When’s the last time you changed the password for your online banking account? Or for the website where you pay your credit card bill? If you can’t remember, now’s a good time to switch it up. And don’t create a new password that’s easy to figure out, or use the same password you’re already using for other accounts. That’s just looking for trouble.
Cyber security experts offer a number of tips to help ward off online thieves. And rightfully so, since millions of people fall victim to cyber-crimes every year.
Have a password that’s easy to remember? Chances are it’s going to be easy for a thief to figure out, too. Sure, it’s hard to forget “123abc”, but using such a short and simple password is an open invitation to cyber theft.
Mix it up. Experts recommend using a combination of upper and lower case letters, numbers, and symbols to create a password. And throw in a made-up word or two, like “beahighve” or ‘”jabberwockysnark”.
Don’t get personal. You know how you post all those photos of your pet on Facebook and mention her by name, then use that name as a password? That’s easy pickings for a thief. So stay away from such things as names, birthdays and addresses.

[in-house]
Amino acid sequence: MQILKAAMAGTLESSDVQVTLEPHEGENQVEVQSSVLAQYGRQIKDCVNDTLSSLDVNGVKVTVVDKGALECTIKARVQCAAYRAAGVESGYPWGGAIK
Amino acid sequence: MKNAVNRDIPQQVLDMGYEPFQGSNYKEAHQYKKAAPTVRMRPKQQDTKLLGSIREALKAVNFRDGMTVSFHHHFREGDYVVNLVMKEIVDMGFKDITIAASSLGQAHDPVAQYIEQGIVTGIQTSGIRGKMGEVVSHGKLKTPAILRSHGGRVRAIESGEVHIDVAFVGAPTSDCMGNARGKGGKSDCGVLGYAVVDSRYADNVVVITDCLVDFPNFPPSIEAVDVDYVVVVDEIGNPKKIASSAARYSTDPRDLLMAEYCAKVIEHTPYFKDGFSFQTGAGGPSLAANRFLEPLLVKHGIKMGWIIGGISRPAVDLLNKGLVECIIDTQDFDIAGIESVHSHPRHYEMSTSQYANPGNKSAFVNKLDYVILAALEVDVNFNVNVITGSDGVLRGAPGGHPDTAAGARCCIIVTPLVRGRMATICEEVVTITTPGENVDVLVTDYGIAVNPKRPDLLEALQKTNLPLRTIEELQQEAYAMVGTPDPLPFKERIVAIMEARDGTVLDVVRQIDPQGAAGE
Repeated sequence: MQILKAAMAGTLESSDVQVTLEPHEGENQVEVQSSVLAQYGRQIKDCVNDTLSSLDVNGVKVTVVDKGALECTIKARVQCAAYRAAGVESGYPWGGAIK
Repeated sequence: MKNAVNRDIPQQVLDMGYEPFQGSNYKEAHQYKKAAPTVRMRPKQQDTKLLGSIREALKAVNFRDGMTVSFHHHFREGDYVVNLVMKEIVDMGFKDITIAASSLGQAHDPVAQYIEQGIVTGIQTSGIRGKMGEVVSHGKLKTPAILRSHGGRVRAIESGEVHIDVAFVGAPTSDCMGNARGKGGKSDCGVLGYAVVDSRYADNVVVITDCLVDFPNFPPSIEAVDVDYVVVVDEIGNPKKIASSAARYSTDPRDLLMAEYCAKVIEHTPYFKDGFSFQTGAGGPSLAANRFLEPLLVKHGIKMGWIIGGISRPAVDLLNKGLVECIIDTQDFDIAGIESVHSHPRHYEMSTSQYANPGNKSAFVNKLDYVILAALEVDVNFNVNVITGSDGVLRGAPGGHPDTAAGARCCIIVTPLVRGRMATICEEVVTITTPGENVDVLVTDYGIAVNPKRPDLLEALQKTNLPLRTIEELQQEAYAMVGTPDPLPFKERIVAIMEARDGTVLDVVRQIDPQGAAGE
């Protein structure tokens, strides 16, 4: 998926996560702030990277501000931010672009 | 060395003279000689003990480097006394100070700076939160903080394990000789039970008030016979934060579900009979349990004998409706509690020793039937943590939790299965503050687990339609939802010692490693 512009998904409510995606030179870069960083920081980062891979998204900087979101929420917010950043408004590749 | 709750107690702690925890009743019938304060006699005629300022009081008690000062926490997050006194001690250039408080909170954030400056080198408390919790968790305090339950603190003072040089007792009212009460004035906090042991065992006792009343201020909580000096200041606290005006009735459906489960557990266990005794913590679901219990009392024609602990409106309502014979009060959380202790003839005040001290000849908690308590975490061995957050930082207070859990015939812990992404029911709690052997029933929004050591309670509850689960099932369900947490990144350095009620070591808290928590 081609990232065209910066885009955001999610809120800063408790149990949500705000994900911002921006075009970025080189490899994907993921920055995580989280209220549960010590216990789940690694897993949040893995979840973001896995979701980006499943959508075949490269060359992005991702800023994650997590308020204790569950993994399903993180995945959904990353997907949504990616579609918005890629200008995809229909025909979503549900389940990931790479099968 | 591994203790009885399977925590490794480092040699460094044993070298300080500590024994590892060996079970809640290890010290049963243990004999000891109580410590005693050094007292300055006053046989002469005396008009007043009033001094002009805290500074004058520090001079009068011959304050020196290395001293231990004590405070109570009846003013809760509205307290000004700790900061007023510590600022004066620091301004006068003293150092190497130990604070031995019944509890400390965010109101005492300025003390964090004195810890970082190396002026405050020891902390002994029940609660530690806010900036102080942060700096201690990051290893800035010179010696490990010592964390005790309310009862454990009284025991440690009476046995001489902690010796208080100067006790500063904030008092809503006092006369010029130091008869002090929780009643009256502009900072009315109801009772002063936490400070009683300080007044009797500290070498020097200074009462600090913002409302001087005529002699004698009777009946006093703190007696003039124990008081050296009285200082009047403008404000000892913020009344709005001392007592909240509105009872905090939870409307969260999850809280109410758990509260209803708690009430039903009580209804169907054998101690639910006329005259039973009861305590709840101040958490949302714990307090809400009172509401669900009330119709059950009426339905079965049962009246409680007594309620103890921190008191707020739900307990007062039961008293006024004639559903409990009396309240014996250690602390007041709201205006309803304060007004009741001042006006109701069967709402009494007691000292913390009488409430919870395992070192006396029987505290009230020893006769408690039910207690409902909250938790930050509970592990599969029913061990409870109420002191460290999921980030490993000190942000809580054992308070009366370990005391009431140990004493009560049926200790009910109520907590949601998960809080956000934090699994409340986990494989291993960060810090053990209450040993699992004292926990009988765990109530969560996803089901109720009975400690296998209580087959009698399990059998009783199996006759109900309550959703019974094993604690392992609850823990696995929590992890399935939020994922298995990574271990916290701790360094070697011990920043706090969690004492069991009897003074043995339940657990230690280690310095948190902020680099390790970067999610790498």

Make it long. The longer the password, the harder it is to crack. That is, if you follow the previous suggestions for creating a password.
Don’t share. This may sound rude, but passwords aren’t meant to be shared with friends, partners, family members, or neighbors. They’re intended to protect you and your information. So keep them to yourself.
Alter them frequently. It’s recommended that passwords be changed every month or so.
Get some help. If you’re having a tough time keeping track of all your passwords, there are software programs that can manage them for you. Some are free; others you have to pay for. These programs store your login credentials for all the websites you use, and help you access those sites automatically. They encrypt your password database with a master password, which is then the only password you have to remember.
Stay out of the public eye. That free Wi-Fi at the coffee shop down the street may be enticing to use, but it’s not going to protect you from cyber crooks. They love public Wi-Fi because it gives them easy access to people’s passwords and online accounts.
Don’t get lazy. Isn’t it great how some websites will “remember” your login and password information for you so you don’t have to type it in every time you visit those sites? Convenient, yes, but this “remembering” feature is yet another avenue cyber thieves can use to uncover your login credentials.
Remember that when it comes to passwords, the first line of defense is you. So don’t open yourself up to thievery by failing to follow these basic password safeguards.